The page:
We’re back at it again with the Core Archetypes. Senior Staffer Betsy Ladyzhets brings us up-close and personal with the person who has committed to memory the placement of every bracket in Sappho’s fragments.
You get to class early, but they are already there.
They sit at the precise opposite end of the table from the door (where your professor usually sits), scribbling something down in a Moleskin notebook. Out in front of them are a thermos patterned with the face of who you think is Edgar Allen Poe, and a copy of the text you were supposed to read – with little colored sticky notes poking out of what seems like every other page.
You take out your own copy. It’s much blanker, and the position of your bookmark makes it painfully obvious that you’ve only read to page twenty-five. You open it and try to skim the next twenty pages as fast as you can, but the person on the other side of the room makes it hard for you to focus. Something about their expression seems to convey that they’re judging you, and finding you sadder than an empty plastic bag crumpled on the sidewalk at 2am.
When class starts, your position doesn’t improve. They dominate the discussion, raising their hand whenever the professor asks a question, and referring back to their (apparently encyclopedic) annotations to find a quotation to support each statement. At one point, they even pull a quote from page 157 – only a couple of pages before the tail end of your reading assignment. You didn’t even know people did the full reading assignment for classes like this! What did this person do, not sleep last night just so that they could show up everyone else?
You can tell you’re not the only one feeling frustrated. Your classmates stare at each other, as wide-eyed as though they just saw PrezBo out in the open on College Walk. None of you expected each other to take this class seriously. None of you had time to do the full reading. None of you wants to be here for another thirty-five minutes.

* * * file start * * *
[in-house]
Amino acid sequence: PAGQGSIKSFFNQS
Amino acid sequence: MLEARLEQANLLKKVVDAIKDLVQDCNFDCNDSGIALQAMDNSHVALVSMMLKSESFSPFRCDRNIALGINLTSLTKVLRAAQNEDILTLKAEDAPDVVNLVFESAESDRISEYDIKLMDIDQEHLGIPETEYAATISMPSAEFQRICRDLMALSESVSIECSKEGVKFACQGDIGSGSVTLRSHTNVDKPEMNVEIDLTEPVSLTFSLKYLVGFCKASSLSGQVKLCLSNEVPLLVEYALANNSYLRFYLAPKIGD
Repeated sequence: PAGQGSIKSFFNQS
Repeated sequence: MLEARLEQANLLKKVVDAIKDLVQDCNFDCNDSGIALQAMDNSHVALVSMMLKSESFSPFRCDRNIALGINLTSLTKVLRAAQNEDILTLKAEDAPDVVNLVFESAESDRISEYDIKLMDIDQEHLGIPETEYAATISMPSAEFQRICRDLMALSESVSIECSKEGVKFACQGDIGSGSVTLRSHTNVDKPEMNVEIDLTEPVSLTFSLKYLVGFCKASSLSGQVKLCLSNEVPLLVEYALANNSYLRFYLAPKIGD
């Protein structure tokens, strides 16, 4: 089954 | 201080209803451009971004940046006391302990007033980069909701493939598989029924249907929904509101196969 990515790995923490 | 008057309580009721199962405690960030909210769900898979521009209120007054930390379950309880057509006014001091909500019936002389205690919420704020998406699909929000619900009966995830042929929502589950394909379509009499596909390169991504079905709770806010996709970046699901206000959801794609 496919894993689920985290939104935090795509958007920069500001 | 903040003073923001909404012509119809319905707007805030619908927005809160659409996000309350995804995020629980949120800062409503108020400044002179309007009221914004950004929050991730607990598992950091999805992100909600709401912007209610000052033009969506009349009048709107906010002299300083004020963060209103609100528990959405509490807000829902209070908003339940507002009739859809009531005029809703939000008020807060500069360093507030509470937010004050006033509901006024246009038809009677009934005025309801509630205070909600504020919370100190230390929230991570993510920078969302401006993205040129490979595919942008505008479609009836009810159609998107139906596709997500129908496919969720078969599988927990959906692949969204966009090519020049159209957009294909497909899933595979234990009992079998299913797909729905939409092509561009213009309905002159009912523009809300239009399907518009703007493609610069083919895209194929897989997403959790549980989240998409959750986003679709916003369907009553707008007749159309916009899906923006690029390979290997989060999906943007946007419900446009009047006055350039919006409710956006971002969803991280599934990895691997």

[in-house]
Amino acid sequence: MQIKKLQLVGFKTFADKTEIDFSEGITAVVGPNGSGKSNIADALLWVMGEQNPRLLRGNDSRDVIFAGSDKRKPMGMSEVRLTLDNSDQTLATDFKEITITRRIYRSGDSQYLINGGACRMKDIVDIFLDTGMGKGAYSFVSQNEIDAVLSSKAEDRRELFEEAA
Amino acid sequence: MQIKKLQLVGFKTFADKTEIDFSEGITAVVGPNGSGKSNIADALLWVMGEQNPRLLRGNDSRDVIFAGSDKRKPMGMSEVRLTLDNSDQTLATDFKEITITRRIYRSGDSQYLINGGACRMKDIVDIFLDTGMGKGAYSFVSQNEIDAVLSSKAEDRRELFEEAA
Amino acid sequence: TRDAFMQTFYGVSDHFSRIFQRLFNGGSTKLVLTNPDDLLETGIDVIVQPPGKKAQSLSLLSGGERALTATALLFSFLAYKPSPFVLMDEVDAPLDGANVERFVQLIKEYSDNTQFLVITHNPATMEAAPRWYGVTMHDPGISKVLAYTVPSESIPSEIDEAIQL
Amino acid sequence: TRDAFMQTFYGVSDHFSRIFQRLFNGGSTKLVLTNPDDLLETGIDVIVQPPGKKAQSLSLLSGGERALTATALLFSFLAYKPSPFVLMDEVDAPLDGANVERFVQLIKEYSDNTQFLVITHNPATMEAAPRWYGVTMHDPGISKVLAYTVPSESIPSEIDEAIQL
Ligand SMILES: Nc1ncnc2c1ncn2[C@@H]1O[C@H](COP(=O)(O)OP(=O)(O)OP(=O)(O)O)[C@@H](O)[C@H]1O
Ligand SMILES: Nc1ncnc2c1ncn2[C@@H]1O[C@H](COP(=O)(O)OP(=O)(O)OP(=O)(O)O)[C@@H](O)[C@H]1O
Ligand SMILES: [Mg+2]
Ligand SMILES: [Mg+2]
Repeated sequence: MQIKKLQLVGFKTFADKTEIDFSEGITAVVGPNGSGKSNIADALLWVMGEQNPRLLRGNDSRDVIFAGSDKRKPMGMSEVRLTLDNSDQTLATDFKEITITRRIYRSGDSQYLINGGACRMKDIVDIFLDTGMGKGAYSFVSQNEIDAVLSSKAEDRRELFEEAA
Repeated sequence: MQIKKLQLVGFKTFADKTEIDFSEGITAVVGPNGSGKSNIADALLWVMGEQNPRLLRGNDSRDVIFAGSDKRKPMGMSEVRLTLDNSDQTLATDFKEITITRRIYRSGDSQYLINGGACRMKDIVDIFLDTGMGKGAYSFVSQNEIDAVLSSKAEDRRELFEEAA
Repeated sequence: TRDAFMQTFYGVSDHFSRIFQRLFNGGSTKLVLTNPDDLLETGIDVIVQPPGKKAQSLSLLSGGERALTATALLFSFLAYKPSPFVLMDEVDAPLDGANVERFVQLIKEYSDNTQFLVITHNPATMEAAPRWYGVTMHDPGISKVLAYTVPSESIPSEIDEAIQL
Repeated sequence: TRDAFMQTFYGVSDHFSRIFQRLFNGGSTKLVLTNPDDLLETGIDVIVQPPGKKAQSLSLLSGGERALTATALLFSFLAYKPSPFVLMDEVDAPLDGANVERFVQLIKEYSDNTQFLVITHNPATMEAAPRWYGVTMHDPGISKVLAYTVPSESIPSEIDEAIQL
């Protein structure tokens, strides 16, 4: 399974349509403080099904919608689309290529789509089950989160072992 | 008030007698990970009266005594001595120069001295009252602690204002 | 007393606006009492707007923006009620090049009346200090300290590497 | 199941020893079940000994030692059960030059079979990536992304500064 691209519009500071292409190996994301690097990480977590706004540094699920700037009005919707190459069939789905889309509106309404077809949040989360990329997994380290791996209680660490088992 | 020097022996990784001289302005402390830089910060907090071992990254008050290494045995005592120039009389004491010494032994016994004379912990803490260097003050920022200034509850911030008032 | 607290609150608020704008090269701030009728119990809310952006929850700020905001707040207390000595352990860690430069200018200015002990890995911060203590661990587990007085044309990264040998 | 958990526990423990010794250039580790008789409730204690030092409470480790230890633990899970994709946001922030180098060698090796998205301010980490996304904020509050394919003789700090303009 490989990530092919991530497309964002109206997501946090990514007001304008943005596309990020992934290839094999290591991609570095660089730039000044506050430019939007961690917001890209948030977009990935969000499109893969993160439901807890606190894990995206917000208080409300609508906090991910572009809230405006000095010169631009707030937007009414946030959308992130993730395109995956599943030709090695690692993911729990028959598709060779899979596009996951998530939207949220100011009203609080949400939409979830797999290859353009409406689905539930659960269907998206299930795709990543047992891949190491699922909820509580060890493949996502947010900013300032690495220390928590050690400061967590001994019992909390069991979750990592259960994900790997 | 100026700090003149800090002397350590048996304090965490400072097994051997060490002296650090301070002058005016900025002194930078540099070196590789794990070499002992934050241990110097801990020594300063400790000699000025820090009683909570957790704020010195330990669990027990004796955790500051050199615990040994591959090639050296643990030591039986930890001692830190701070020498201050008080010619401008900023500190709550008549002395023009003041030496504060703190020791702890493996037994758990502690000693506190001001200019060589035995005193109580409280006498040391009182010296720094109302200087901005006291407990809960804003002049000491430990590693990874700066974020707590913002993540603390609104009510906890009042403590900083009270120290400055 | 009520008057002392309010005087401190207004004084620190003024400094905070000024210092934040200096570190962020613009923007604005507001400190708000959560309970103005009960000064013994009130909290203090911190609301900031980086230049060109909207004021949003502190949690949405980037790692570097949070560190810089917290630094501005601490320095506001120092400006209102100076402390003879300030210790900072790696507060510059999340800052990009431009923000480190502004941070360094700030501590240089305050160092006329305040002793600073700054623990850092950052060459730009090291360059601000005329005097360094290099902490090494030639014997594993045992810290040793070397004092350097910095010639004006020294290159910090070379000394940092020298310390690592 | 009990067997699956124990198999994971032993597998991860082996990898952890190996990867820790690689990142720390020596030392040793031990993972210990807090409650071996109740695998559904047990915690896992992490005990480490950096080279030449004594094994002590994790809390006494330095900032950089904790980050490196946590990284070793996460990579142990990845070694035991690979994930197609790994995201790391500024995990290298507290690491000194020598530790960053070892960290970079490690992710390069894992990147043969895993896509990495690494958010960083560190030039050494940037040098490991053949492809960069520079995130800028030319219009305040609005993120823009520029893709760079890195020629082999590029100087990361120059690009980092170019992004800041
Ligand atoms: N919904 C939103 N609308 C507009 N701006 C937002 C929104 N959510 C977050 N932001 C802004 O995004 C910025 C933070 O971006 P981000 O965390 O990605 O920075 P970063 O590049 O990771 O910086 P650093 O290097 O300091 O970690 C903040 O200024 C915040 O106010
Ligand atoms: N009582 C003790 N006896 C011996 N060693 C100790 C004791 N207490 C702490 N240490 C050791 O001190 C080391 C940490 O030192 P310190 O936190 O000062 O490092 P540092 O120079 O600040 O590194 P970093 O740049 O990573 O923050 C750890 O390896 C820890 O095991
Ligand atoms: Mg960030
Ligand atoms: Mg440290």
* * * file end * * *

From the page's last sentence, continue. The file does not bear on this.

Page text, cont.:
Finally, you decide that you just can’t take it anymore. You raise your hand.
“Professor,” you say, “I think we should also consider the broader implications of this text in the current world – especially considering the mess the United States’ political system is in.”
The professor compliments you on a point well made, and you stare directly across the table. They flip frantically through their annotations, trying to find relevant textual evidence to counter you, but before they can, one of your classmates speaks up:
“So, I think it’s safe to assume that we all watched the debate last weekend, and …”
And that’s it. The class discusses the election for the rest of the period. They try to distract the conversation, but their pleas for rhetorical analysis and discussion of the writer’s use of syntax become increasingly ignored. When class ends, they storm out in a huff, grasping their thermos so tightly, their knuckles are white. You smirk, satisfied with your victory. Who needs to do the reading, anyway?
furiously thinking about words via Getty Images